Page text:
This Immigration Guide discusses some of the potential inadmissibility issues, and lists a number of waivers that the U.S. government can offer for some of these issues. For other future immigrants, How to Immigrate to the United States can be a guide to help them find the best road to a new life in the United States.

Immigration interviews are normally the final stage of the application process when one is applying for a visa or an immigration benefit to enter the United States. Some applicants wait for years for their visa to finally be adjudicated, and the immigration interview is the very critical step that will determine whether a visa is granted or denied.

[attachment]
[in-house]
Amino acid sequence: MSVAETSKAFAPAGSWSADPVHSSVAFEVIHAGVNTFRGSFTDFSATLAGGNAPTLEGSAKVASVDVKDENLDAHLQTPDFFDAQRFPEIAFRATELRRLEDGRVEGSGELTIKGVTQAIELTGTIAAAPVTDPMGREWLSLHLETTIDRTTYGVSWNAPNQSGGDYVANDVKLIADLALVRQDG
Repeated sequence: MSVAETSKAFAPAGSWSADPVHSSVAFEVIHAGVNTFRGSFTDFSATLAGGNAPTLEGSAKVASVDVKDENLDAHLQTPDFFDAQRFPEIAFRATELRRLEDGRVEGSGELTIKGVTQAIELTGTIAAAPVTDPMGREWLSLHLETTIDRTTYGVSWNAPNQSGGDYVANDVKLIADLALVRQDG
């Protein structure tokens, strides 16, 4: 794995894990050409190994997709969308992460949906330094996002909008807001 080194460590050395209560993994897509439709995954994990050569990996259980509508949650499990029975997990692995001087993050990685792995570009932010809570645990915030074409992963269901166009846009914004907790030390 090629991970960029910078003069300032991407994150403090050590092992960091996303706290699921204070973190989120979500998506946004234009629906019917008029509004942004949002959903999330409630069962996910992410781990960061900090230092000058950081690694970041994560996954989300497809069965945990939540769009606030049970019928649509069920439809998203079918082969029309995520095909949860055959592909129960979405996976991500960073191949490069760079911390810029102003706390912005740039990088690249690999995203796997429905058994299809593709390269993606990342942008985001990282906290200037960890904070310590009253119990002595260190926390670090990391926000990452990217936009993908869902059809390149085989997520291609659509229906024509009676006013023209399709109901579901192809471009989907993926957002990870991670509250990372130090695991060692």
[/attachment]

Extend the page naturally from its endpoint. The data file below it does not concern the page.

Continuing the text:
“This vote effectively kills comprehensive immigration legislation in the 110th Congress” – said Democratic Representative Zoe Lofgren, head of a House Judiciary subcommittee on immigration.

The measure, the biggest rewrite of U.S. immigration law since 1986, would offer 12 to 20 million illegal immigrants a path to citizenship while tightening the border with Mexico and creating a guest-worker program to help employers fill low-paying jobs.